The common swift is renowned for its extremely aerial life style. From the moment the young swift leaves the nest, it sets out on a very long journey. It will spend almost its entire lifetime in the air, day and night. The only time swifts land for a considerable time period is during breeding, although juvenile swifts are known to roost in trees on rare occasions during extreme weather (Holmgren 2004). They forage on the wing, collect nest materials on the wing, sleep on the wing and perform yearly migrations between Europe and Africa. At night, the swifts generally roost on the wing apart from during breeding (Weitnauer 1952, 1980; Lack 1956; Bruderer & Weitnauer 1972; Snow & Perrins 1998; Bäckman & Alerstam 2001, 2002; Tarburton & Kaiser 2001). In the late evening, around sunset, swifts ascend to altitudes of 1–2km orienting themselves into headwinds during roosting in order to minimize displacement (Bäckman & Alerstam 2001).
The radar used for this study is an automatic tracking radar (X-band, 200kW peak power, 0.25ms pulse duration, 504Hz pulse repeat frequency and 1.5° pencil beam width). It is situated at the roof of the Ecology Building (55°42′N, 13°12′E, 91.5m above sea level) at Lund University, Sweden. The radar tracking data were recorded by a computer with custom-built software that records positions every 2nd second (analysis of the effect of sampling rate on airspeed estimates, see the electronic supplementary material). The radar echo signal can be sampled for an arbitrary duration and from this wing-beat frequency is presented to the operator in real time, which makes the identification of the target being tracked relatively easy. The wing-beat frequency is derived using discrete Fourier transform analysis of echo peak amplitudes and data are stored both as the complete signal measurement as well as the calculated frequency estimates.
Radar operation was performed during night time, between 23.00 and 05.00 (UTC 21.00–03.00 local time). All nights without rain clouds (which cause great disturbance to the radar signal) were chosen for operation. Data on roosting flight were collected during 1999 and 2007, and spring and autumn migration data were collected during 2006–2007. The sky was systematically searched between 5 and 35° in elevation and at approximately 2–10km distance from the radar. Only strong and easily distinguished echoes judged to be single swifts were used for tracking. The same cues as used in Bäckman & Alerstam (2001) were used to identify swifts and distinguish them from other birds. (i) Swifts have lower wing-beat frequency (approx. 7–9Hz) than most other birds encountered. (ii) The echo signature is characteristic, with distinct flapping and resting phases. (iii) Signal strength often changes abruptly as the swift banks during gliding bouts (Bruderer & Weitnauer 1972). Each bird was tracked during approximately 60s during spring and autumn migrations and between 1 and 20min during the summer roosting flights (longer tracking periods were possible for roosting birds because of their behaviour of orienting into the wind). The radar was normally operated with automatic tracking of azimuth, elevation and range, but range was sometimes tracked manually when the signal was weak. To avoid repeated measurement of the same individual, the direction of the radar antenna was changed drastically after the end of each tracking.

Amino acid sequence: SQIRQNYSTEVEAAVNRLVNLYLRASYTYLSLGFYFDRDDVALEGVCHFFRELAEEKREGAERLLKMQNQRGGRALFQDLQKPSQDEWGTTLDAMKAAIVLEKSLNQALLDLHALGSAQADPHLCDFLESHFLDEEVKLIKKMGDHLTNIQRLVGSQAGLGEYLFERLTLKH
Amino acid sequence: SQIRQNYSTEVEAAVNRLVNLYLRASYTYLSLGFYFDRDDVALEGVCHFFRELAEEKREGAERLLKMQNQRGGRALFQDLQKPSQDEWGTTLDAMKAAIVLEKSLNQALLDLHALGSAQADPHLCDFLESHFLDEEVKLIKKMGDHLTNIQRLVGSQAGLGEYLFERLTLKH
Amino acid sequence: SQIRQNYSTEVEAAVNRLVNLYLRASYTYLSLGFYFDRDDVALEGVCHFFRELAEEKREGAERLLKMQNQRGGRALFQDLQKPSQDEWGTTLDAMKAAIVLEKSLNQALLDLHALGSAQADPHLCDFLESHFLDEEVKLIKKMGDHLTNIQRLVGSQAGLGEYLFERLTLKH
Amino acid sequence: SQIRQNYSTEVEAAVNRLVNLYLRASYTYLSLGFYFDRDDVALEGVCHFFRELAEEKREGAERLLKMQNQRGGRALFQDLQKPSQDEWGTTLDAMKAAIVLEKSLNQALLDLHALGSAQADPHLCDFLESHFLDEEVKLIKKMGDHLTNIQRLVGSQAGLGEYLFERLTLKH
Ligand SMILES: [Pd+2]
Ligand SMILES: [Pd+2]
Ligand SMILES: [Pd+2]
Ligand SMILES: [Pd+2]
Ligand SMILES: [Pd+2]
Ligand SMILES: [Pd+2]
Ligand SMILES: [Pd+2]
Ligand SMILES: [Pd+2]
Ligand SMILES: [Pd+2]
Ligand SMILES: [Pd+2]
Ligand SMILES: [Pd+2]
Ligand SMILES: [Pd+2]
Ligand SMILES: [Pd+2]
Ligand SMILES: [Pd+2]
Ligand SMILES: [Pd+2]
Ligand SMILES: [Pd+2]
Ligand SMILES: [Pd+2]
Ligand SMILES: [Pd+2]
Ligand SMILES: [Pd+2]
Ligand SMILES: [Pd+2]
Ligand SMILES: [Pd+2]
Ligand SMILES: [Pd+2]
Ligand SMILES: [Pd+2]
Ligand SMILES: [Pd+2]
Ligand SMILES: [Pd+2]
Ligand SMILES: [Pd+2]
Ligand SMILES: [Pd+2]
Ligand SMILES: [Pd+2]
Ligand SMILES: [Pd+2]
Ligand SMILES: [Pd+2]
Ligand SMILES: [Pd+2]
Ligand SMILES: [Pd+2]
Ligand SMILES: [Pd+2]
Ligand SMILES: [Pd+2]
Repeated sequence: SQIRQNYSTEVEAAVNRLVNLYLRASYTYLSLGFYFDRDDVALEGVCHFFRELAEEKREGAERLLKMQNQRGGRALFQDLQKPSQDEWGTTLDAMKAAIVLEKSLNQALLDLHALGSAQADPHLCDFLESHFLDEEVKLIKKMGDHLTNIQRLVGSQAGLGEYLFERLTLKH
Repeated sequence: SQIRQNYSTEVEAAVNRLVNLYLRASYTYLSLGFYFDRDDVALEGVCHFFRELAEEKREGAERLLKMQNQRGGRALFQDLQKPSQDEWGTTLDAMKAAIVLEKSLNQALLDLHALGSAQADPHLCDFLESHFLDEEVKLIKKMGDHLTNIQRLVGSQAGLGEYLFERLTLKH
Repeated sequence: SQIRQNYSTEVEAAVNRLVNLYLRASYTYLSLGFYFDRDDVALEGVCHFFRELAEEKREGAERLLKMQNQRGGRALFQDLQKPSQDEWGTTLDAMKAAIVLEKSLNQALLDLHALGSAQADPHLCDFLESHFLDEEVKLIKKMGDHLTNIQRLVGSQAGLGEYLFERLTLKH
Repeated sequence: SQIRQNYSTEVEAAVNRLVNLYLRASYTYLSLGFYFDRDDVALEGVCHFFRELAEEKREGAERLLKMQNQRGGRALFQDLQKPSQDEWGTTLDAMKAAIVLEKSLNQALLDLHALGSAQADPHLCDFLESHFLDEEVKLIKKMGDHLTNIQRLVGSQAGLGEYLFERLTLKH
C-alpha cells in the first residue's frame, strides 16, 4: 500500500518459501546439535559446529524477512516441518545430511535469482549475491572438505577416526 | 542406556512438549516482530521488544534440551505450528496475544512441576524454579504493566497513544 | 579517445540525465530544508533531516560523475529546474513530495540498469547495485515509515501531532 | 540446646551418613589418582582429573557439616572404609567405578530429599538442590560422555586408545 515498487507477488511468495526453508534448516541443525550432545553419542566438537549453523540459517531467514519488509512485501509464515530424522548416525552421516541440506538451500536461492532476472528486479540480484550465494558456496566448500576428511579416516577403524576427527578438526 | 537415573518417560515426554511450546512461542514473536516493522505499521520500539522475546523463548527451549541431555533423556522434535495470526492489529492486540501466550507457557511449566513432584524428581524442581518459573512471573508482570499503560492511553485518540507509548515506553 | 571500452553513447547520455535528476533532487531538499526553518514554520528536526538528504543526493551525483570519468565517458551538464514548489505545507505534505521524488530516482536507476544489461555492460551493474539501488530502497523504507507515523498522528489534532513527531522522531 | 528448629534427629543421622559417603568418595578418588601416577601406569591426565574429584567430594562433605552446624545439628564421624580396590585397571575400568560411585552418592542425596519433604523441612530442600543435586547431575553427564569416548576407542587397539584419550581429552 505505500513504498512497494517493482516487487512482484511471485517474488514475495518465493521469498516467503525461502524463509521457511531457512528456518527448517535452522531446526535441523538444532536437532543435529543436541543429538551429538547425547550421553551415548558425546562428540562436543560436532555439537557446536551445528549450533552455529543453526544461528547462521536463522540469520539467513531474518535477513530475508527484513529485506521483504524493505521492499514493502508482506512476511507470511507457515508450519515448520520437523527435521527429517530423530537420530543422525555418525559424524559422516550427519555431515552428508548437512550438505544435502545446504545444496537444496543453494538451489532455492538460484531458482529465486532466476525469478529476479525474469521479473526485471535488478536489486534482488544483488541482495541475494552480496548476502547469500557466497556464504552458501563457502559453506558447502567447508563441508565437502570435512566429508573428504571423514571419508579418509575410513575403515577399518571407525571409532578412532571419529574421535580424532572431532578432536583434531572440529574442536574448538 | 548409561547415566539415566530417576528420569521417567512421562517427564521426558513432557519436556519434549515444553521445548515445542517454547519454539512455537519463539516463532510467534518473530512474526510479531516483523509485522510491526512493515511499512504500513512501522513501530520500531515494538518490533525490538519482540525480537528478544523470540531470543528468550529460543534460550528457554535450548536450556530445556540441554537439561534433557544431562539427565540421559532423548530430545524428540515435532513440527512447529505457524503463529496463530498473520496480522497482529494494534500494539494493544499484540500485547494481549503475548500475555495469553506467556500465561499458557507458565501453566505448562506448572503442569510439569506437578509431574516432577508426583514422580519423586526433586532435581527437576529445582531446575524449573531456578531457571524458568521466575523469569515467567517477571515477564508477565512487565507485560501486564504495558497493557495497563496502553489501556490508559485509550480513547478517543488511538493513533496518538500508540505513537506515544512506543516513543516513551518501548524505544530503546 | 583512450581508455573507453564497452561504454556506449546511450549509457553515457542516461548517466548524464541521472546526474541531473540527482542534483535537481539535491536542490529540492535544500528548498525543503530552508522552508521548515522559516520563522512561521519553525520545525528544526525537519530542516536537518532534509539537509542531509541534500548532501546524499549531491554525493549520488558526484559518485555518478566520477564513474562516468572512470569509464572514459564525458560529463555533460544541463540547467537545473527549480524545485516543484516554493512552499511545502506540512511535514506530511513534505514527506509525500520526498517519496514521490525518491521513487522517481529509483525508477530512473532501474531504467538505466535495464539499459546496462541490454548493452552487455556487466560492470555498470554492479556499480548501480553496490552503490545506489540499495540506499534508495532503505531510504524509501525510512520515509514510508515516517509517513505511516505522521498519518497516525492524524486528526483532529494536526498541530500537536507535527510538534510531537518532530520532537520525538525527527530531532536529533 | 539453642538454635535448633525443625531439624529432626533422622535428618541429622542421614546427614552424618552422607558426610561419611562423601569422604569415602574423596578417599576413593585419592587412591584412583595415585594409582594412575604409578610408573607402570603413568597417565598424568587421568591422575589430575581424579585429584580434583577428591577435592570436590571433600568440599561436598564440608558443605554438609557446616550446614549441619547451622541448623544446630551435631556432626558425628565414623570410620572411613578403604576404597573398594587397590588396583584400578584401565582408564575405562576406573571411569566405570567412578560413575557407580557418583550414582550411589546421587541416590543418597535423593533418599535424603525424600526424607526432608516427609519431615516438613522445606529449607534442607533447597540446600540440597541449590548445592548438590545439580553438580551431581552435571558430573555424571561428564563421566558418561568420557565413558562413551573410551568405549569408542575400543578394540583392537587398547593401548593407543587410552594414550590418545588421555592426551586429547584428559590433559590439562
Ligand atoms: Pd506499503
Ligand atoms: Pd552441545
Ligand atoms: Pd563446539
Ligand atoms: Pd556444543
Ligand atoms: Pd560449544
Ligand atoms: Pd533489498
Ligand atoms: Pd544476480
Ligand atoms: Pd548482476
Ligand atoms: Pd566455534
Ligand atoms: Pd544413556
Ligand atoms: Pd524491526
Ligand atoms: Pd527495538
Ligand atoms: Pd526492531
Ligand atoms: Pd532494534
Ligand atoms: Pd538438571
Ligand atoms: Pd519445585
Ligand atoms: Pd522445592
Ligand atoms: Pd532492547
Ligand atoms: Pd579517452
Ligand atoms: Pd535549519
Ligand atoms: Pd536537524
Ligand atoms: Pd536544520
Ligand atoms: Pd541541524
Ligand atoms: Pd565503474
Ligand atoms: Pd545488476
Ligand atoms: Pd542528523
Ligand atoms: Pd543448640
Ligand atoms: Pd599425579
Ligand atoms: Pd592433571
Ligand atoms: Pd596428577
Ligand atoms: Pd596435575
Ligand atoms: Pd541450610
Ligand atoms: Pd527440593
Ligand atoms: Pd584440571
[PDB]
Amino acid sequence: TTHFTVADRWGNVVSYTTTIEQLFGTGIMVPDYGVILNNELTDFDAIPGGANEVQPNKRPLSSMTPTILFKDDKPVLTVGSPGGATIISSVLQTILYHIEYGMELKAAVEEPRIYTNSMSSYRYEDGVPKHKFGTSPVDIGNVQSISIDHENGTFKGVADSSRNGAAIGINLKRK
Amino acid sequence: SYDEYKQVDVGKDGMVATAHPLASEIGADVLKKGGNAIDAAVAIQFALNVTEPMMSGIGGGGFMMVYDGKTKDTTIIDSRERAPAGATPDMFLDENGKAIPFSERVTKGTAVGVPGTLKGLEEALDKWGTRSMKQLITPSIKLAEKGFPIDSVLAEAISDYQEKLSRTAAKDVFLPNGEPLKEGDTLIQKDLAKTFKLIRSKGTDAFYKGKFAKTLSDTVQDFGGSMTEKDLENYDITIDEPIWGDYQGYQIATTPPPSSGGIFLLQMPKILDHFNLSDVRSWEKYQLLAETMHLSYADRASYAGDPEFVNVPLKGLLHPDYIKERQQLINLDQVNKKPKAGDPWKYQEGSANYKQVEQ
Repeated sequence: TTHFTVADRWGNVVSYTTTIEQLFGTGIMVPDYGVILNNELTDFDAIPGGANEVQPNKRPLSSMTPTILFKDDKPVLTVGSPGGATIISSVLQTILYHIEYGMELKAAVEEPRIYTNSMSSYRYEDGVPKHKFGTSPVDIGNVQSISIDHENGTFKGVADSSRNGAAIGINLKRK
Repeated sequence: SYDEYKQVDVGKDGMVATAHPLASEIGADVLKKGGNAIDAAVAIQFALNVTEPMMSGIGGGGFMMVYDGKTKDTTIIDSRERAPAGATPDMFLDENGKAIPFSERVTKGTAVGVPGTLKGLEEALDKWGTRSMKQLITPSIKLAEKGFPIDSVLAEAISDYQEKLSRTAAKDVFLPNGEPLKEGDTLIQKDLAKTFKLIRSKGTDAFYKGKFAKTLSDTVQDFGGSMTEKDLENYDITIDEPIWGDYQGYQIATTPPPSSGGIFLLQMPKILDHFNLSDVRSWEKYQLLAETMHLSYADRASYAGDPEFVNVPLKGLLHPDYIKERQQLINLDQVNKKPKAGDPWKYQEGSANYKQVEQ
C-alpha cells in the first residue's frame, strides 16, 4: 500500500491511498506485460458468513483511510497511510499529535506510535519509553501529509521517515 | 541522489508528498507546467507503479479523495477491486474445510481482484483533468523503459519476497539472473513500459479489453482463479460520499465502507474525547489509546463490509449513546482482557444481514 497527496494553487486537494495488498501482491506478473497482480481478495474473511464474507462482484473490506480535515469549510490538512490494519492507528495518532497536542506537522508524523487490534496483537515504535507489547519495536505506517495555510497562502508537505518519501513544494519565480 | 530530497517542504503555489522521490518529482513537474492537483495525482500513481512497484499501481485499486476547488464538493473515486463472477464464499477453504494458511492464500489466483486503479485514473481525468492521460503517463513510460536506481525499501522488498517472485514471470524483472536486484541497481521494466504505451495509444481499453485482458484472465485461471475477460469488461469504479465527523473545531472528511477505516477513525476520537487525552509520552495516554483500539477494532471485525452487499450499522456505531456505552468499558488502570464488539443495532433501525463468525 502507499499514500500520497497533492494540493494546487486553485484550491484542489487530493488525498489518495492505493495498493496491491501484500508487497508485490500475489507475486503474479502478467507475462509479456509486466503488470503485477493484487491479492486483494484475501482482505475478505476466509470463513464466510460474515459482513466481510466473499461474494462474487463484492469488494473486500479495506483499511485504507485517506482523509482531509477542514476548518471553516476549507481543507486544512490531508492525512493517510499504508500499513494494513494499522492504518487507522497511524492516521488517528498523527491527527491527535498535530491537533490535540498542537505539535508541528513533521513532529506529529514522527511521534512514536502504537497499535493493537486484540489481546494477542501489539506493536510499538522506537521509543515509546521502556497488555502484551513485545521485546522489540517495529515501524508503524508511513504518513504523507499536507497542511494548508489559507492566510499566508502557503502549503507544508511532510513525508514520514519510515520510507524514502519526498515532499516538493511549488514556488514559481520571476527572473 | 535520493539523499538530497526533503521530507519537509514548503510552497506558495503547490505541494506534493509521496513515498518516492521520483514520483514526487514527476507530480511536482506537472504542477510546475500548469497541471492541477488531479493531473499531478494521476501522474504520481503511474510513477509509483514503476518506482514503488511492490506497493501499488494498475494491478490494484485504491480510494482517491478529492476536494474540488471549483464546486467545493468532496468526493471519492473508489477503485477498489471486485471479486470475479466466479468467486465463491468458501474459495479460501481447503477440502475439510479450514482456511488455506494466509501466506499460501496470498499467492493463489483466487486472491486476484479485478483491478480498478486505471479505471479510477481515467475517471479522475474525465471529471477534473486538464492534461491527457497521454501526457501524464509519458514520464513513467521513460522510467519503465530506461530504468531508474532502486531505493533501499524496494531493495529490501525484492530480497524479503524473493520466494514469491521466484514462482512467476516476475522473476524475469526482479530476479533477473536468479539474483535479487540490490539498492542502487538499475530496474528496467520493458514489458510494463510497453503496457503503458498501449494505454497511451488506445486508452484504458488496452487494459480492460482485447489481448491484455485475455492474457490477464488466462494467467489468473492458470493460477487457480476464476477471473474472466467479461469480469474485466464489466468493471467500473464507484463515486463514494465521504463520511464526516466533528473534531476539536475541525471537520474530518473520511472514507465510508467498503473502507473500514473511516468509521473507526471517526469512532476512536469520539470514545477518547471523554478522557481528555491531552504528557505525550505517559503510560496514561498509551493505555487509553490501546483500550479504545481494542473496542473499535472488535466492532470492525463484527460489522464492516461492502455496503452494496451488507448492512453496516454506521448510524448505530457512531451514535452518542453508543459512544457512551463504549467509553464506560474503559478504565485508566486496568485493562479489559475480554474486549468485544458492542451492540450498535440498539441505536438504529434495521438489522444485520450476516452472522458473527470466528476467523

After acquisition, data were processed in three steps. First, each tracking was critically examined with custom-built software plotting azimuth, elevation and range separately. Obviously erroneous points in either of these were deleted and substituted by linear interpolation. Trackings with too much noise (due to rain clouds or interfering echoes) were also excluded. Second, means over 10s intervals were calculated for each tracking to reduce noise (analysis of the effect of the length of these intervals on airspeed estimates, see the electronic supplementary material). Third, mean of these intervals was calculated to produce an estimate of the overall speed and direction for each tracking. Trackings with mean airspeeds lower than 5ms−1 or higher than 25ms−1 were considered erroneous and excluded (spring 1.7% out of total number of trackings, summer 1.6% and autumn 0.7%).
The radar echo signals were sampled and from these, the proportion of flapping and gliding phases (hereafter referred to as flap proportion) was calculated using a custom-written Matlab program that uses threshold values of signal intensity to detect when the bird was flapping its wings and when it was gliding.